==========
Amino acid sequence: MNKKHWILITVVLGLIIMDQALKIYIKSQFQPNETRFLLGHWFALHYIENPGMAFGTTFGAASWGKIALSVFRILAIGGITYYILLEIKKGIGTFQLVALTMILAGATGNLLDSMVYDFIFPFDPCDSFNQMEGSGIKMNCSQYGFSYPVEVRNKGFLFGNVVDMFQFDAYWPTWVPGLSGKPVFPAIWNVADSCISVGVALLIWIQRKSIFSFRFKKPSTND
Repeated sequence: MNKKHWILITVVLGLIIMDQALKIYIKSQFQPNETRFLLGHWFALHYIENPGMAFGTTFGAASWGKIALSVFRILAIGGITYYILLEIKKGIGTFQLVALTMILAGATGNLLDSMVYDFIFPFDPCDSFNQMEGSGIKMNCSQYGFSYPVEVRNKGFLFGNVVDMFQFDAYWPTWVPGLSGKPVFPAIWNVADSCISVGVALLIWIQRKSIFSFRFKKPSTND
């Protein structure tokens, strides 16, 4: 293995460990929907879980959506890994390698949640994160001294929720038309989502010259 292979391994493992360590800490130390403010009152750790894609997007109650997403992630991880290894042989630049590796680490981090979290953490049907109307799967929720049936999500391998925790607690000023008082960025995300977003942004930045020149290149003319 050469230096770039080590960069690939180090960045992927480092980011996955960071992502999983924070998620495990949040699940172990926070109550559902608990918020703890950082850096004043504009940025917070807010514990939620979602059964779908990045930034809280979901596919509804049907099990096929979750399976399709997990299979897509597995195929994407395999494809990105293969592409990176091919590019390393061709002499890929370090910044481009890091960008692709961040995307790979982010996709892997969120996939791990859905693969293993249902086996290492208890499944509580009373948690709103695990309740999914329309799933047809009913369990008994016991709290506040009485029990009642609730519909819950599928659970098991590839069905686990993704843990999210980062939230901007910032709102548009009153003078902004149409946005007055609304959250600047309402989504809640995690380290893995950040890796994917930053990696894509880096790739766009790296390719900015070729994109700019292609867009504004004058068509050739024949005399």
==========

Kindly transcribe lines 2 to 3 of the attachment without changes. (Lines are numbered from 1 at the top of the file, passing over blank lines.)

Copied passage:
Repeated sequence: MNKKHWILITVVLGLIIMDQALKIYIKSQFQPNETRFLLGHWFALHYIENPGMAFGTTFGAASWGKIALSVFRILAIGGITYYILLEIKKGIGTFQLVALTMILAGATGNLLDSMVYDFIFPFDPCDSFNQMEGSGIKMNCSQYGFSYPVEVRNKGFLFGNVVDMFQFDAYWPTWVPGLSGKPVFPAIWNVADSCISVGVALLIWIQRKSIFSFRFKKPSTND
């Protein structure tokens, strides 16, 4: 293995460990929907879980959506890994390698949640994160001294929720038309989502010259 292979391994493992360590800490130390403010009152750790894609997007109650997403992630991880290894042989630049590796680490981090979290953490049907109307799967929720049936999500391998925790607690000023008082960025995300977003942004930045020149290149003319 050469230096770039080590960069690939180090960045992927480092980011996955960071992502999983924070998620495990949040699940172990926070109550559902608990918020703890950082850096004043504009940025917070807010514990939620979602059964779908990045930034809280979901596919509804049907099990096929979750399976399709997990299979897509597995195929994407395999494809990105293969592409990176091919590019390393061709002499890929370090910044481009890091960008692709961040995307790979982010996709892997969120996939791990859905693969293993249902086996290492208890499944509580009373948690709103695990309740999914329309799933047809009913369990008994016991709290506040009485029990009642609730519909819950599928659970098991590839069905686990993704843990999210980062939230901007910032709102548009009153003078902004149409946005007055609304959250600047309402989504809640995690380290893995950040890796994917930053990696894509880096790739766009790296390719900015070729994109700019292609867009504004004058068509050739024949005399």